agencies based on the quality of the initiatives proposed

                                                                       222
Strategy Sessions
   Introducing the Strategy Sessions - Scope of Work
       11.40-11.50
   Agreeing Goals and Objectives
       11.50-12.20
   Identifying Initiatives
       12.10-12.40
   Outputs and Outcomes
       13.30-13.45
   Logframe Exercise
       13.45-14.15
   Prioritization Using the Scoring System
       14.15-14.35
   Scoring Exercise (part 2)
       14.35-15.00


                                                        223
Strategy Sessions
   Agreeing on Goals and Objectives:
     Assimilate material from review of high level policy
      documents
     Number of goals should not be excessive - should
      give a clear and concise picture of what will drive the
      Ministries activities over the period 2007-9
     They must be completely aligned with all of the High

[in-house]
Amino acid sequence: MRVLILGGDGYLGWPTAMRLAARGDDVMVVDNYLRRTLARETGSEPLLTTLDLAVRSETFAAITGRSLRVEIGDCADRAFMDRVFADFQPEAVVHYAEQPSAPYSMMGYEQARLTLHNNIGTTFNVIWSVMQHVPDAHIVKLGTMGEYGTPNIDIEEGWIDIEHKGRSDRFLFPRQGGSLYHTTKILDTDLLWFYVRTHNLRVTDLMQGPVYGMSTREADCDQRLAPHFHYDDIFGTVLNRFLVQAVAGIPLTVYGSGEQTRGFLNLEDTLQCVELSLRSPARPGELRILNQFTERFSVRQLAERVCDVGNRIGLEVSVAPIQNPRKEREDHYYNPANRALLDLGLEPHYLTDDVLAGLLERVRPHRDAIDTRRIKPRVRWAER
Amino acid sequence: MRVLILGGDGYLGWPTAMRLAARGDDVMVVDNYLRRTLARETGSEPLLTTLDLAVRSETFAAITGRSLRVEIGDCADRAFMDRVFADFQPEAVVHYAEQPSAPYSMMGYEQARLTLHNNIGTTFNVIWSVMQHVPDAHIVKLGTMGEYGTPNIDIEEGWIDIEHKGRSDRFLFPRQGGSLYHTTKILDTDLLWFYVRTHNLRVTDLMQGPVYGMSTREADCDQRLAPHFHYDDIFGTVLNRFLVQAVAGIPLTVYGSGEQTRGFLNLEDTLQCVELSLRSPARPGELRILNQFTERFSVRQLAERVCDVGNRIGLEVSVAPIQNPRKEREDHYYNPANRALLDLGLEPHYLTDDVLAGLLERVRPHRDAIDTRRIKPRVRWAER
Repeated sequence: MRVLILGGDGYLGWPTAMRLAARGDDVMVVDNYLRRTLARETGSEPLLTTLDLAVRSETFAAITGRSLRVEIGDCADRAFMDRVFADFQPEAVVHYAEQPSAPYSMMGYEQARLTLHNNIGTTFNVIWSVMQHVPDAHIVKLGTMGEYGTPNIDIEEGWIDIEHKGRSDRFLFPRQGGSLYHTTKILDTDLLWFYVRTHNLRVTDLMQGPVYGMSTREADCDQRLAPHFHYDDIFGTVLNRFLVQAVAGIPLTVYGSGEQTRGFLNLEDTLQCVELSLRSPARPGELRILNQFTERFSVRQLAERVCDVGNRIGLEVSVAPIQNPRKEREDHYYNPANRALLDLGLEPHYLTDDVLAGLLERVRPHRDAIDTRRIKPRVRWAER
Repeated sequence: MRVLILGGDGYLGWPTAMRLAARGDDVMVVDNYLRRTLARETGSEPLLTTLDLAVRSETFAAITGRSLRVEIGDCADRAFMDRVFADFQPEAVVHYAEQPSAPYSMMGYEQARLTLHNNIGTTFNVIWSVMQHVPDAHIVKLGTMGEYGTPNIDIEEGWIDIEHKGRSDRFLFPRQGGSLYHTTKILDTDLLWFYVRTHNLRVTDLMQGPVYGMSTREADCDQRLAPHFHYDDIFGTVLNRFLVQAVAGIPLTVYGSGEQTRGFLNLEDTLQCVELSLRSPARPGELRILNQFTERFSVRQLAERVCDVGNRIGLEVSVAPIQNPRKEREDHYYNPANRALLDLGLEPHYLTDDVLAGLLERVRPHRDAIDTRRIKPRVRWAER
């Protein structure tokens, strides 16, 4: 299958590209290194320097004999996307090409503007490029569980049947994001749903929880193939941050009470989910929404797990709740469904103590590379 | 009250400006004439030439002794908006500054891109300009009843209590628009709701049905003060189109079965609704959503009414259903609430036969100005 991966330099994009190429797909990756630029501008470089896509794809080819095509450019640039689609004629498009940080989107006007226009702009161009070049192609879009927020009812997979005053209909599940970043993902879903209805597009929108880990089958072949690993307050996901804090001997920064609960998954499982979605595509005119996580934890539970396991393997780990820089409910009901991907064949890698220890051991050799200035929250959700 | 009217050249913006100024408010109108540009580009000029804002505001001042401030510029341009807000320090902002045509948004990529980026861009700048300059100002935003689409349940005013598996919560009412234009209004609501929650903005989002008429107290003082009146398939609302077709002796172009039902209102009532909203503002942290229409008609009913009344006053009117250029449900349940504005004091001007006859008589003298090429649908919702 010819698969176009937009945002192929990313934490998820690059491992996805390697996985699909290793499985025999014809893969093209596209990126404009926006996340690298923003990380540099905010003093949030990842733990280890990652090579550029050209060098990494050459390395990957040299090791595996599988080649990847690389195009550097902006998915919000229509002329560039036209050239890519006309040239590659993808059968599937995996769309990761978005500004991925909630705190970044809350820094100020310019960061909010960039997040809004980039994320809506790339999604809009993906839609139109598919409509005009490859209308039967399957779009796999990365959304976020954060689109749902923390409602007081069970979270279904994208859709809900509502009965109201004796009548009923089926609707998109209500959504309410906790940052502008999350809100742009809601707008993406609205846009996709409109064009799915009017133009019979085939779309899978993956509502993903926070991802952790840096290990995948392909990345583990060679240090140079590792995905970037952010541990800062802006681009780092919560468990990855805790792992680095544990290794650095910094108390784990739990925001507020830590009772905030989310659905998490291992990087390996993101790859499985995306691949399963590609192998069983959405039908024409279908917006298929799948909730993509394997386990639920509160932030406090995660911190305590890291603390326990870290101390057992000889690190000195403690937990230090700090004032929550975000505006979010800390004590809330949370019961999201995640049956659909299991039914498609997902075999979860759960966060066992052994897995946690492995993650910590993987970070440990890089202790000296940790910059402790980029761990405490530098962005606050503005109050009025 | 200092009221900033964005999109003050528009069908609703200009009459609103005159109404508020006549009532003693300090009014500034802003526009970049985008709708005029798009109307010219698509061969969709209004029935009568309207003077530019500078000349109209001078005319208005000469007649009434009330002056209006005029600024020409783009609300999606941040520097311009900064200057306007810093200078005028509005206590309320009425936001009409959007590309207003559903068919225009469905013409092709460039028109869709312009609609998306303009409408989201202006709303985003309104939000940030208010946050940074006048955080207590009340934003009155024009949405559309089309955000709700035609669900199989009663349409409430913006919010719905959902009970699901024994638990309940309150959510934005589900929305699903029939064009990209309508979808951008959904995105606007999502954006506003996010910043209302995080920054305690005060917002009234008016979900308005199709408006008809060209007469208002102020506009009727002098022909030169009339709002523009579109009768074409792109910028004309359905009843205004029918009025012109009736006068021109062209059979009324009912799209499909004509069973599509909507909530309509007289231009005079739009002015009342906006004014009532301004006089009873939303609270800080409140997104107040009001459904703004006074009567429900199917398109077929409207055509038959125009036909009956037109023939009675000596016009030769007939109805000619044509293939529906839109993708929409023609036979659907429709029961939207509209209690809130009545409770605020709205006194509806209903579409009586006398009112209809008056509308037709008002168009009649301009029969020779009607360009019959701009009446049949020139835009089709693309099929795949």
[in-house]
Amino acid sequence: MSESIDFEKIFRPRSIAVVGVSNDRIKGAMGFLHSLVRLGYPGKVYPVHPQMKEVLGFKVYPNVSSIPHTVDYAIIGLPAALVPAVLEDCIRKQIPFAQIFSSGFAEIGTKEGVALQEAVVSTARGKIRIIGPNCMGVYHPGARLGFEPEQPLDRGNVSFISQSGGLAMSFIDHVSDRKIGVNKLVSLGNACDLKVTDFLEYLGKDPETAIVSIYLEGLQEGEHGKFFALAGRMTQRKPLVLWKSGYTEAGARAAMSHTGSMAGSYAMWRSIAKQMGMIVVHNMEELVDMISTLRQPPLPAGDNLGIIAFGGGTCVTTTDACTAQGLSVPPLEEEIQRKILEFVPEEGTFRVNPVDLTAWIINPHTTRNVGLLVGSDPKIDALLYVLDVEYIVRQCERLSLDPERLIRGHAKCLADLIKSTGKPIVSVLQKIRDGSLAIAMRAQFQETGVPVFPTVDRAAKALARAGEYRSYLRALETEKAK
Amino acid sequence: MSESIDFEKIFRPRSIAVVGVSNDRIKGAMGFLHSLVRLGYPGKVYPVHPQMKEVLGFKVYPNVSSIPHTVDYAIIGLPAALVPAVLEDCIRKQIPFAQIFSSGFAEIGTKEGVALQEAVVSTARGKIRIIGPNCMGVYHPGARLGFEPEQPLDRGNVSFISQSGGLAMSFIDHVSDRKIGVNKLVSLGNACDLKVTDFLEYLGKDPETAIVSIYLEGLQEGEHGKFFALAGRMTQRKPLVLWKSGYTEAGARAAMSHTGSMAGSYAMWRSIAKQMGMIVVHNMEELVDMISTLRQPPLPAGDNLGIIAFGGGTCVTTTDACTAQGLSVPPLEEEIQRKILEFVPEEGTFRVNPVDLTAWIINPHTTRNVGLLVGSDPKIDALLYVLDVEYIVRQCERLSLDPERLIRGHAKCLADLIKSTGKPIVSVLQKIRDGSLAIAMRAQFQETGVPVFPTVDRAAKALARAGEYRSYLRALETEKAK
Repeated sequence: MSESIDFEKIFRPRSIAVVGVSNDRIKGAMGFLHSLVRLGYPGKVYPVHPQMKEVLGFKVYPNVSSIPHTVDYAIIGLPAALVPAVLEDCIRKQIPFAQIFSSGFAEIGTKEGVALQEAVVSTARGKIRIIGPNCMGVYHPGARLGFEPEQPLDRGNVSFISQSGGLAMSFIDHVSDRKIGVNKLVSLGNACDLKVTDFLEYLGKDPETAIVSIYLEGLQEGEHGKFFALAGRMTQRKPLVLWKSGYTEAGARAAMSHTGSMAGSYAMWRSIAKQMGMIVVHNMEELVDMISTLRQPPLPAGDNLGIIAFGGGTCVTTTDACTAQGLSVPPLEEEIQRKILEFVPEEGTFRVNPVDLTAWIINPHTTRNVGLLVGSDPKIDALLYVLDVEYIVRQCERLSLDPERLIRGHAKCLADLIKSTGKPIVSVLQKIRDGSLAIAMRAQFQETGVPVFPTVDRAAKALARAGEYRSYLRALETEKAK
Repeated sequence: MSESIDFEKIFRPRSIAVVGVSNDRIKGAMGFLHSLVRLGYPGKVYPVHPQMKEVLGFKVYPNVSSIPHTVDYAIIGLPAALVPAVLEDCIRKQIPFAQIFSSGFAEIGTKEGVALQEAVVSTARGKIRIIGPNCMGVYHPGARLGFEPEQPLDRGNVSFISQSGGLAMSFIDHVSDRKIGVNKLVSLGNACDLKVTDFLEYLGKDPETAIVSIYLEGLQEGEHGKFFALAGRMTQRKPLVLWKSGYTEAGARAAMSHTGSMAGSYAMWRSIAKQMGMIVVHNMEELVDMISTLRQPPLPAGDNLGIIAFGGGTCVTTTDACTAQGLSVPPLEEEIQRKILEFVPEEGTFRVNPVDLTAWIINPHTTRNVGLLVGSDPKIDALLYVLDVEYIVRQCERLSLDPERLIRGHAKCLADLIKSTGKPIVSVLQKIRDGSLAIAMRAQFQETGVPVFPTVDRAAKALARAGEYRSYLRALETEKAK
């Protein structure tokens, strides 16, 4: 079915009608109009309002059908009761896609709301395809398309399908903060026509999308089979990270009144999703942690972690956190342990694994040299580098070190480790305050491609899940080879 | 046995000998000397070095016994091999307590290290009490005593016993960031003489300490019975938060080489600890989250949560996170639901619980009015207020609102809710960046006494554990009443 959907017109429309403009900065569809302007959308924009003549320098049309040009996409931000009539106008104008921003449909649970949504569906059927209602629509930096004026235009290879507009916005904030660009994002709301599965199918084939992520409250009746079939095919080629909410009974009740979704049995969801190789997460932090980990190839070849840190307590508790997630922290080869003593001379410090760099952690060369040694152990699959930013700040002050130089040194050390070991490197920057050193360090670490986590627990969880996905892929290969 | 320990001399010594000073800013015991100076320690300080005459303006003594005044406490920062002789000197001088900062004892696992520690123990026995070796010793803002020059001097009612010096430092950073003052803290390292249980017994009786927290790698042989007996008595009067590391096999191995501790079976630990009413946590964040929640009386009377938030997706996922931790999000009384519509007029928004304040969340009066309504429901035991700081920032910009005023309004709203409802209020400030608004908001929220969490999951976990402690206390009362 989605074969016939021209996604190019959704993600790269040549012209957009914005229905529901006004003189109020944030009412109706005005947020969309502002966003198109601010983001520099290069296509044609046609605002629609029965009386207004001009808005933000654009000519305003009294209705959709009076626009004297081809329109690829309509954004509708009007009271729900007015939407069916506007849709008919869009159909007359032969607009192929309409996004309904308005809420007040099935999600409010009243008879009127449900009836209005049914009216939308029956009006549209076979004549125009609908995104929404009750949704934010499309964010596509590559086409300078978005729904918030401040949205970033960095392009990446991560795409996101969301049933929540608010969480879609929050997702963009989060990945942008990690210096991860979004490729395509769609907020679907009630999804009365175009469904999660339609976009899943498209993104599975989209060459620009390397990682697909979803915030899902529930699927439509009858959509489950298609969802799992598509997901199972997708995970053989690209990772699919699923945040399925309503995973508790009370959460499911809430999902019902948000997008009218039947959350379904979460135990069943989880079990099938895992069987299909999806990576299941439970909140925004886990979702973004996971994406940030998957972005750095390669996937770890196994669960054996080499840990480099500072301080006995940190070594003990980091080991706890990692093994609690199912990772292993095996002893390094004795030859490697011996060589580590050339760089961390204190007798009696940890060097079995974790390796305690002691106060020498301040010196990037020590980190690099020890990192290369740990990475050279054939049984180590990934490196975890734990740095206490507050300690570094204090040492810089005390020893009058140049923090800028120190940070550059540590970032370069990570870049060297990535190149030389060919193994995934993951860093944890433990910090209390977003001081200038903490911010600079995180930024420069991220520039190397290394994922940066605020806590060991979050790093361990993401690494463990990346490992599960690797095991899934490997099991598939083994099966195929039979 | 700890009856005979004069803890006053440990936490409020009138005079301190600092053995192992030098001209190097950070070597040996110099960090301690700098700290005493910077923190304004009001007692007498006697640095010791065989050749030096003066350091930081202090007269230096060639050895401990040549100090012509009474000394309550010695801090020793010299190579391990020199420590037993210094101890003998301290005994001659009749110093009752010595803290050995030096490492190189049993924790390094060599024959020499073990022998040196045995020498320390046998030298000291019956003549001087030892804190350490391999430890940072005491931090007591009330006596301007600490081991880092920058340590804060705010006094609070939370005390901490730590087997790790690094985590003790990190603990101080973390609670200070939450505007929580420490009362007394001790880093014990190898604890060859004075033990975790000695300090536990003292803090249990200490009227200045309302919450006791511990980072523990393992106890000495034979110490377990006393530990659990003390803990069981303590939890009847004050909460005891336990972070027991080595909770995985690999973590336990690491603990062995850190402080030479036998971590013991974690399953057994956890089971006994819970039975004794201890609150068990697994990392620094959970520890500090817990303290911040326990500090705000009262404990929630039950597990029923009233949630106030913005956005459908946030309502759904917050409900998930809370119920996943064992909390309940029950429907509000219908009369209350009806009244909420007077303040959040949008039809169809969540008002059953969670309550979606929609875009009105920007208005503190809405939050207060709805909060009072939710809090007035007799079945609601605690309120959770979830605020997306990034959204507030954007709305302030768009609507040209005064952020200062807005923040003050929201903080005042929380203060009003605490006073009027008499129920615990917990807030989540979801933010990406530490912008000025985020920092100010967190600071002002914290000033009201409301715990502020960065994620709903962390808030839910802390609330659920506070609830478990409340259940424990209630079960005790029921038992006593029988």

Level policy documents you have review




                                                                224
Strategy Sessions
   Agreeing Goals and Objectives
     Goals should be clearly defined - this may involve setting broad
      quantitative targets as in the MDGs, or qualitative statements of
      policy intension for the Sector
     However, Goals should remain broad
     Different Sub-sectors, agencies and parastatals can have their
      own goals defined but they must be in the context of the overall
      Goals and Objectives for the sector
     Objectives represent the next stage in the planning process -
      breaking down broad goals into more detailed components




                                                                          225
Strategy Sessions
   Agreeing Goals and Objectives
     Objectives should wherever possible be couched in
      terms of clear measurable targets - ideally specific
      numbers rather than percentages or qualitative
      statements
       Number of additional Nigerians provided with
        access to a particular service
       Number of units additional buildings constructed,
        kilometers of road provided
       Number of enquiries handled by a particular MDA


                                                             226
Strategy Sessions